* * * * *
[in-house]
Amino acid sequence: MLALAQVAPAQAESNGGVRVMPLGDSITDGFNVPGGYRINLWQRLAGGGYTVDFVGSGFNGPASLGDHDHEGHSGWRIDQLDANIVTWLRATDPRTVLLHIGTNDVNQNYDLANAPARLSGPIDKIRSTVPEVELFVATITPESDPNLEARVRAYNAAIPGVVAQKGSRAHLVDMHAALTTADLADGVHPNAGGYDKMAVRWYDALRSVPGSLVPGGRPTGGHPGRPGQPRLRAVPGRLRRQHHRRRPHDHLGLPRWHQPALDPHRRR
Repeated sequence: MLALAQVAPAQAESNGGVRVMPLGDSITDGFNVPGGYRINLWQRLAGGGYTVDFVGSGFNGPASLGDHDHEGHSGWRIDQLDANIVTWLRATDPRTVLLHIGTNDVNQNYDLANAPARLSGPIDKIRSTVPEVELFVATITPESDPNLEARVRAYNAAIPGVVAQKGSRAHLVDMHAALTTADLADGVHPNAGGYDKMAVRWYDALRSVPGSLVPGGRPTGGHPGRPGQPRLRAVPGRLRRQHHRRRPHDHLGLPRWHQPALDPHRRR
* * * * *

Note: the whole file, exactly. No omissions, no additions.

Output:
[in-house]
Amino acid sequence: MLALAQVAPAQAESNGGVRVMPLGDSITDGFNVPGGYRINLWQRLAGGGYTVDFVGSGFNGPASLGDHDHEGHSGWRIDQLDANIVTWLRATDPRTVLLHIGTNDVNQNYDLANAPARLSGPIDKIRSTVPEVELFVATITPESDPNLEARVRAYNAAIPGVVAQKGSRAHLVDMHAALTTADLADGVHPNAGGYDKMAVRWYDALRSVPGSLVPGGRPTGGHPGRPGQPRLRAVPGRLRRQHHRRRPHDHLGLPRWHQPALDPHRRR
Repeated sequence: MLALAQVAPAQAESNGGVRVMPLGDSITDGFNVPGGYRINLWQRLAGGGYTVDFVGSGFNGPASLGDHDHEGHSGWRIDQLDANIVTWLRATDPRTVLLHIGTNDVNQNYDLANAPARLSGPIDKIRSTVPEVELFVATITPESDPNLEARVRAYNAAIPGVVAQKGSRAHLVDMHAALTTADLADGVHPNAGGYDKMAVRWYDALRSVPGSLVPGGRPTGGHPGRPGQPRLRAVPGRLRRQHHRRRPHDHLGLPRWHQPALDPHRRR